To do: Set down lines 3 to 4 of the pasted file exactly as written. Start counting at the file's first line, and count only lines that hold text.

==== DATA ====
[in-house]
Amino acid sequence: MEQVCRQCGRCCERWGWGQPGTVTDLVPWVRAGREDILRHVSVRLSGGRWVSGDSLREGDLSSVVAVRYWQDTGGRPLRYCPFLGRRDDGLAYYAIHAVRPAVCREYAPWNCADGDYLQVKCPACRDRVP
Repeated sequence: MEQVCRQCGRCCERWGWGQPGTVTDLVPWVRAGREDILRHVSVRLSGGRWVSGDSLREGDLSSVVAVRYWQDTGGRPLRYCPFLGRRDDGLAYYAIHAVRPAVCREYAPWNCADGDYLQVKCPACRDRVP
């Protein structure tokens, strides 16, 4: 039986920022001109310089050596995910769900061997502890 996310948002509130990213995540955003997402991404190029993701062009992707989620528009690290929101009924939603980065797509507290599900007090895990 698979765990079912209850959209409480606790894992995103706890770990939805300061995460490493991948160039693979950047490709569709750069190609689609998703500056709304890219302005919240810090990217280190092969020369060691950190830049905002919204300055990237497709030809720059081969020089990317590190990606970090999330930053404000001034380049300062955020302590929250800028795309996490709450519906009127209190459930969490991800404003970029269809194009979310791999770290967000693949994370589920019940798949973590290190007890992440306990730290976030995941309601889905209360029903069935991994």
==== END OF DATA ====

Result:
Repeated sequence: MEQVCRQCGRCCERWGWGQPGTVTDLVPWVRAGREDILRHVSVRLSGGRWVSGDSLREGDLSSVVAVRYWQDTGGRPLRYCPFLGRRDDGLAYYAIHAVRPAVCREYAPWNCADGDYLQVKCPACRDRVP
């Protein structure tokens, strides 16, 4: 039986920022001109310089050596995910769900061997502890 996310948002509130990213995540955003997402991404190029993701062009992707989620528009690290929101009924939603980065797509507290599900007090895990 698979765990079912209850959209409480606790894992995103706890770990939805300061995460490493991948160039693979950047490709569709750069190609689609998703500056709304890219302005919240810090990217280190092969020369060691950190830049905002919204300055990237497709030809720059081969020089990317590190990606970090999330930053404000001034380049300062955020302590929250800028795309996490709450519906009127209190459930969490991800404003970029269809194009979310791999770290967000693949994370589920019940798949973590290190007890992440306990730290976030995941309601889905209360029903069935991994």